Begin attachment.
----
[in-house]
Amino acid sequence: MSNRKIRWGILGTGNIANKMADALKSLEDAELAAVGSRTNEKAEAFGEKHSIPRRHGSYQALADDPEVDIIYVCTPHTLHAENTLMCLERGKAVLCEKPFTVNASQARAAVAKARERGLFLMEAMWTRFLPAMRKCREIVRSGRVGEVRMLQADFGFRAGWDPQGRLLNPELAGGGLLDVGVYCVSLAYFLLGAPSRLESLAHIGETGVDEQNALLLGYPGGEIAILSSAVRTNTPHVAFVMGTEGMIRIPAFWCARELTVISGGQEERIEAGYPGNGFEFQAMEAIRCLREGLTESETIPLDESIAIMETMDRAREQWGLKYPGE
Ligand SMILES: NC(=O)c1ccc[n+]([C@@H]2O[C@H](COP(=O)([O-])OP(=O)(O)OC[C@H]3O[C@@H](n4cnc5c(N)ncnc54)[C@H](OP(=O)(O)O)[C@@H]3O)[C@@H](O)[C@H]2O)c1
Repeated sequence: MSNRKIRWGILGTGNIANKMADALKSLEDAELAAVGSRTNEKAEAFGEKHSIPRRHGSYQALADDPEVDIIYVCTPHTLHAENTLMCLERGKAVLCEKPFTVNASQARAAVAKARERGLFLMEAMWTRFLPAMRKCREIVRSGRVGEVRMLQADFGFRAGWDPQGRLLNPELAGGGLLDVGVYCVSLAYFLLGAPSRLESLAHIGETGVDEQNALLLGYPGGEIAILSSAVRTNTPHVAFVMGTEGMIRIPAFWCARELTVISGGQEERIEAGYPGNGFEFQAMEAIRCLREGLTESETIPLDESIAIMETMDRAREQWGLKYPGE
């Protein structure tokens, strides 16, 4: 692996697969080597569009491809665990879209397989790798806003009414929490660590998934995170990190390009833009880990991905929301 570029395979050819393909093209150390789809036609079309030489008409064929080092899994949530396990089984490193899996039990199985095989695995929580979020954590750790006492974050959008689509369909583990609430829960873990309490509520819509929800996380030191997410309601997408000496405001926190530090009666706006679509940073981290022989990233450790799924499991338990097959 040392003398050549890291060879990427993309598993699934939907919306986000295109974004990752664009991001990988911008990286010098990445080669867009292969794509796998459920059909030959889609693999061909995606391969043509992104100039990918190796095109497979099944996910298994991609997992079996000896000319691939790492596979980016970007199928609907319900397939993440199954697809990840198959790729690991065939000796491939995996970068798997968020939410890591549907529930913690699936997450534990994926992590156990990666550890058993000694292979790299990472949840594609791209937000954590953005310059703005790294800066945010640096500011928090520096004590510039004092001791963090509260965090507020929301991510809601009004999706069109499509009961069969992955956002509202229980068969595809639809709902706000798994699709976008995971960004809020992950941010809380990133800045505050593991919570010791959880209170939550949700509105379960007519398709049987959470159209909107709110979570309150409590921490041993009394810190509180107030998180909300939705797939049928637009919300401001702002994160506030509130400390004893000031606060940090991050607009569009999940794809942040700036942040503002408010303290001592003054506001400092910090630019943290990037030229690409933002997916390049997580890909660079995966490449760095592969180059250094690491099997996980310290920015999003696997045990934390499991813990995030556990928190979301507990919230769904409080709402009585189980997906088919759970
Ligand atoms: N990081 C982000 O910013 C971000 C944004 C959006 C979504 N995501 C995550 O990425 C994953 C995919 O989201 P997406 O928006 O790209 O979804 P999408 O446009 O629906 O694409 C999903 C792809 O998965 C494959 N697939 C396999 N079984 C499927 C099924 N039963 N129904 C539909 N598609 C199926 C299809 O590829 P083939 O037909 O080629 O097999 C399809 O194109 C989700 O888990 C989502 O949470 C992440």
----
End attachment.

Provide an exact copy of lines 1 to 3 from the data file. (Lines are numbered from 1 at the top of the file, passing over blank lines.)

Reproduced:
[in-house]
Amino acid sequence: MSNRKIRWGILGTGNIANKMADALKSLEDAELAAVGSRTNEKAEAFGEKHSIPRRHGSYQALADDPEVDIIYVCTPHTLHAENTLMCLERGKAVLCEKPFTVNASQARAAVAKARERGLFLMEAMWTRFLPAMRKCREIVRSGRVGEVRMLQADFGFRAGWDPQGRLLNPELAGGGLLDVGVYCVSLAYFLLGAPSRLESLAHIGETGVDEQNALLLGYPGGEIAILSSAVRTNTPHVAFVMGTEGMIRIPAFWCARELTVISGGQEERIEAGYPGNGFEFQAMEAIRCLREGLTESETIPLDESIAIMETMDRAREQWGLKYPGE
Ligand SMILES: NC(=O)c1ccc[n+]([C@@H]2O[C@H](COP(=O)([O-])OP(=O)(O)OC[C@H]3O[C@@H](n4cnc5c(N)ncnc54)[C@H](OP(=O)(O)O)[C@@H]3O)[C@@H](O)[C@H]2O)c1